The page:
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Alaska Native corporations wildcatting in big unexplored interior basins

Anchorage — Alaska Native-owned oil service contractors are exploring the state'slarge, mostly untested interior sedimentary basins, areas long thought tobe natural gas-prone but now known to also have crude oil potential.

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The Trans Alaska Pipeline System runs through several of the basins beingtested, which includes state-owned as well as lands owned by the Nativecorporations.

Doyon, which has large landholdings in Interior Alaska, has now starteddrilling its fourth well in the Nenana Basin west of Fairbanks withanother Native American company, Cook Inlet Region, of Anchorage, as apartner.

The primary target is oil, says Jim Mery, Doyon's senior vice presidentfor lands and natural resources. But the basin has gas potential andcould supply Fairbanks, the state's second largest community about 50miles east of the drilling location, he added.

Further south, Ahtna, which owns lands in the Copper River Basin ineastern Interior, completed a third exploration well in late spring inthat area and is planning a fourth prospect, according to Ahtna's COO,Tom Maloney.

Success has been elusive so far, but this is rank wildcat country wherepersistence and patient capital is needed, the Native corporations say.Both Doyon and Ahtna own oil support companies active on the North Slope.Doyon Drilling, a Doyon subsidiary, is one of the state's major drillingcontractors.

Major oil and gas companies were interested in the Interior basins in the1980s but have since shifted their focus to the existing Alaska producingregions like the North Slope Cook Inlet.

That view by larger companies may be changing, however. Mery said Doyonsigned a confidential exploration agreement last week with a majorcompany interested in the Yukon Basin, a huge 1.5 million-acre area thatfollows the Yukon River from the Canadian border to west/central Alaska.

The identity of the company is confidential, Mery said.

Federal and state geologists had earlier thought both the Nenana andYukon Flats basins to be too shallow for oil formation and that gas findswould be more likely.

However, work done by Doyon in the Nenana Basin shows it to be deeperthan believed and recent drilling has confirmed the presence of an activeoil as well as gas generating system. In the larger Yukon Flats BasinDoyon has done seismic work, and the geohemical sampling has confirmedthe presence of oil.

The Native-owned wildcatters have been drilling on their own dime andmostly without industry partners. A state exploration incentive programdid help fund some of the work, but that program is not shut down.

Mery said Doyon has invested about $130 million of its own funds in theprogram over several years and the number grows to about $150 millionwhen partners like Cook Inlet Region are included.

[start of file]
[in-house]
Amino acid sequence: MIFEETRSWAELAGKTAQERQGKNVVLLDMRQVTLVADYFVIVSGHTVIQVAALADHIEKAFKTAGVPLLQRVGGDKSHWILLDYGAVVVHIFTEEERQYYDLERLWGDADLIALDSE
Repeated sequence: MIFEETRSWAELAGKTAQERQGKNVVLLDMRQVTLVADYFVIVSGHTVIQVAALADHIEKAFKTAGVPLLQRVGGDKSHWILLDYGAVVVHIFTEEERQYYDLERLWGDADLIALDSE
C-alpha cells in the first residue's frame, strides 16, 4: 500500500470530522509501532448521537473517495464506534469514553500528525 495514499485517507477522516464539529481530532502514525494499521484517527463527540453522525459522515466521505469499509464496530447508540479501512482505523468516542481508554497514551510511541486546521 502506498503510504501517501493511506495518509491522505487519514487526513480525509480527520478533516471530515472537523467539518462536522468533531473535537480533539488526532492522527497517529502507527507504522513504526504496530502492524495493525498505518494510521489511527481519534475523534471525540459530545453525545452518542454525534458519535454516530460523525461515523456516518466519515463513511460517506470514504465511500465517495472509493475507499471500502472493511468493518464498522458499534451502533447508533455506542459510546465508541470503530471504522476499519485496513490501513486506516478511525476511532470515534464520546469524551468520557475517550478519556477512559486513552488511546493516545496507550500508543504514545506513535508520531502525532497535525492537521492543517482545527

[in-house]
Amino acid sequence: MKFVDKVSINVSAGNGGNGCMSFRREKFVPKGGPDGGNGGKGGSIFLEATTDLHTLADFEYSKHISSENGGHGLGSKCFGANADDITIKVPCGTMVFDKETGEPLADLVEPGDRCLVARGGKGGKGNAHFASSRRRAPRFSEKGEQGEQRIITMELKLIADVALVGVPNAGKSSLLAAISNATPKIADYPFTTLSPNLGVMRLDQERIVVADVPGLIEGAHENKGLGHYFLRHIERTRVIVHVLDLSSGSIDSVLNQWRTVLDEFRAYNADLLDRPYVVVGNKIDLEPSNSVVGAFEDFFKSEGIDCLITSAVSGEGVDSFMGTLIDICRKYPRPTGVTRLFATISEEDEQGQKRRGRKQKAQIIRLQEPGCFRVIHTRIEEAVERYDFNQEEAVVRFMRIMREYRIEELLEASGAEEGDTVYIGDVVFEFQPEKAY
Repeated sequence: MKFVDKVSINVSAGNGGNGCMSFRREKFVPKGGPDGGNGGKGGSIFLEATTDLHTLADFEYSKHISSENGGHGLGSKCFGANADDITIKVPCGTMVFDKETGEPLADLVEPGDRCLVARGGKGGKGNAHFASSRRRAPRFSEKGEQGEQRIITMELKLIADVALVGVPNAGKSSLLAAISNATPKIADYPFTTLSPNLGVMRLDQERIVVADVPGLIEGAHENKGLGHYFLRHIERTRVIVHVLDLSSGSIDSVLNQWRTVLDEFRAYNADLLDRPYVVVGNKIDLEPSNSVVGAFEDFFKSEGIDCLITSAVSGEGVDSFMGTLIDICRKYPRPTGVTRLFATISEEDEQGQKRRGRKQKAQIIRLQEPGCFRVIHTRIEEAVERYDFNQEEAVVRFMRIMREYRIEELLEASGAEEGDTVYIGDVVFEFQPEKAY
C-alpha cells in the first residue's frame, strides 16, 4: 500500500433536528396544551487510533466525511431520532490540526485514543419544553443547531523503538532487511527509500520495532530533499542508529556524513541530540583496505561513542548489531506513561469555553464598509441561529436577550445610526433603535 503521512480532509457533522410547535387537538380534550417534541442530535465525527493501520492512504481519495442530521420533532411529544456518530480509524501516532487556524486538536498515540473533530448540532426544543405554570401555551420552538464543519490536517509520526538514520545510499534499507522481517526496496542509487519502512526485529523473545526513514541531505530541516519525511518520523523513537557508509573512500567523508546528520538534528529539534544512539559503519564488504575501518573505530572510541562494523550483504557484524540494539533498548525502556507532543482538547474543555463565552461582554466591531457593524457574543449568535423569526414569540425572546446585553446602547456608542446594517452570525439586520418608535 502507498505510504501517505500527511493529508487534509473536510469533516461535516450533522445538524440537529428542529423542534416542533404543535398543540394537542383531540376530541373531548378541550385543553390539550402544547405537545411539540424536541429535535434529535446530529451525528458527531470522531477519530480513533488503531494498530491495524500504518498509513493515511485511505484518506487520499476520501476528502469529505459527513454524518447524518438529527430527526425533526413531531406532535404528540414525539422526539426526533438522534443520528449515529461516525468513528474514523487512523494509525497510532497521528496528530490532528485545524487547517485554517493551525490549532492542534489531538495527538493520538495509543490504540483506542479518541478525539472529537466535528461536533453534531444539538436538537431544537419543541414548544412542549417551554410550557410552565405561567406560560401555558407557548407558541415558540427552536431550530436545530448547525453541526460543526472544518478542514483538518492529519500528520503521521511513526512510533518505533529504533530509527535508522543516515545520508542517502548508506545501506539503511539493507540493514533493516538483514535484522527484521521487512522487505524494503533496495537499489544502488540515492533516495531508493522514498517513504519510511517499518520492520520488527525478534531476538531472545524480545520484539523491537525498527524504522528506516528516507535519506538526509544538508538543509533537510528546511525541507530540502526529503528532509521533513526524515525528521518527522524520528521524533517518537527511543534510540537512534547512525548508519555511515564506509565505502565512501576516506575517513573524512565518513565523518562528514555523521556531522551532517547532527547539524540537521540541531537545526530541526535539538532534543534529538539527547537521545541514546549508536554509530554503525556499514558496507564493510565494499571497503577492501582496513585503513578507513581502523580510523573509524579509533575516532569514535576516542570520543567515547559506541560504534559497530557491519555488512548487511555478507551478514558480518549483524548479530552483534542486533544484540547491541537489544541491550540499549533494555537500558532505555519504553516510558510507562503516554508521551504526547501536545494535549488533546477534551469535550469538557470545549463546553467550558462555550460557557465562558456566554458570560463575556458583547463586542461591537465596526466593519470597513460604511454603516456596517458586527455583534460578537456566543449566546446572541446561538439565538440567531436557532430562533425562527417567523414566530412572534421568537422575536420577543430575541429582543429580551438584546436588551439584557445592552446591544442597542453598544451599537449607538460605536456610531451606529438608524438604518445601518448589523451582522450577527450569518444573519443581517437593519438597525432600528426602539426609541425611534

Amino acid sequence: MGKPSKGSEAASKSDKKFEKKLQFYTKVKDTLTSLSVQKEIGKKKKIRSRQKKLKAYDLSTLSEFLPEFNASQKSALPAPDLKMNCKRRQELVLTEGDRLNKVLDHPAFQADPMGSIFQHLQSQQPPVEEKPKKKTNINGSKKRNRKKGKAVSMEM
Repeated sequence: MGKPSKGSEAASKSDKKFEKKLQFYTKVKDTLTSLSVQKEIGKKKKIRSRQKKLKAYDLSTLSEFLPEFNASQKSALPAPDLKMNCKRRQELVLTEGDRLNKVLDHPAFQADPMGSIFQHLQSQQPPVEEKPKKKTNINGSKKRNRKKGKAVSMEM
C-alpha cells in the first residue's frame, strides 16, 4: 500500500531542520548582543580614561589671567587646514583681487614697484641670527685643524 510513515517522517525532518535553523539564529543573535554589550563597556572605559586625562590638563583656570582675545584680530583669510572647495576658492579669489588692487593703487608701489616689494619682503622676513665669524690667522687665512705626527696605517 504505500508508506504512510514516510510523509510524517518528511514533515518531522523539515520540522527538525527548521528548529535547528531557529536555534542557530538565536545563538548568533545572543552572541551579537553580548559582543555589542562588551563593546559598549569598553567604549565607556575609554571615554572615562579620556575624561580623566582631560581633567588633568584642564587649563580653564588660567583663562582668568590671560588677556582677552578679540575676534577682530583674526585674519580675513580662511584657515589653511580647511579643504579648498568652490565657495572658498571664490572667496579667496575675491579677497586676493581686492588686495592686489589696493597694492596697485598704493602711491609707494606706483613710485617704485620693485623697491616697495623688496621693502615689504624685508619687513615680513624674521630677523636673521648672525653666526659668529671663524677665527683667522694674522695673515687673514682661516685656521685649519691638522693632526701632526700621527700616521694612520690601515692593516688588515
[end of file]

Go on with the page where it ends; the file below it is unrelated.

Maloney said Ahtna cannot reveal its investment but he did say thecorporation has applied for about $25 million in state exploration taxcredits for its most recent well, which would cover at least part of thecost.

The state has delayed paying the tax credits because of budget problems,so for all practical purposes Ahtna is on its own. The corporation didfind gas in two of its wells, but neither was commercial. Ahtna ispinning hopes niow on a new prospect nearby it calls Moose Creek, Maloneysaid.

Mery said Doyon has found good shows of oil as well as gas in all four ofthe wells it has drilled in the Nenana Basin. Some seemed near-misses, hesaid, prospects with source rock and good reservoir rock and traps butwhere drilling later showed incomplete "cap" rocks to seal inhydrocarbons, allowing them to leak.

At its latest drill site a 3-D seismic survey by Doyon has indicated thepresence of liquid accumulations at depth, a sign that an enclosed trapexists. What is not known, but will be when the drill bit reaches thetarget depth in late July, is whether there is oil or gas, or water.

Another Native corporation, NANA Regional Corp., with its lands in thefar northwest part of Alaska, is studying prospects for drilling a wellin the Selawik Basin, south of Kotzebue, said Lance Miller, NANA's vicepresident for natural resources..

The basin is generally considered to be gas-prone and NANA would like tofind gas to supply local communities where its Inupiat shareholders live,Miller said.

That may not be enough to attract a company to do exploration, so thecorporation may fund drilling on its own as Doyon and Athna have done, hesaid.

However, a major customer may be NANA itself for the Red Dog Mine, alarge, producing lead and zinc mine in the region that NANA owns andwhich annually uses about 30 million gallons of fuel oil to power miningoperations. --Tim Bradner,

--Edited by Richard Rubin,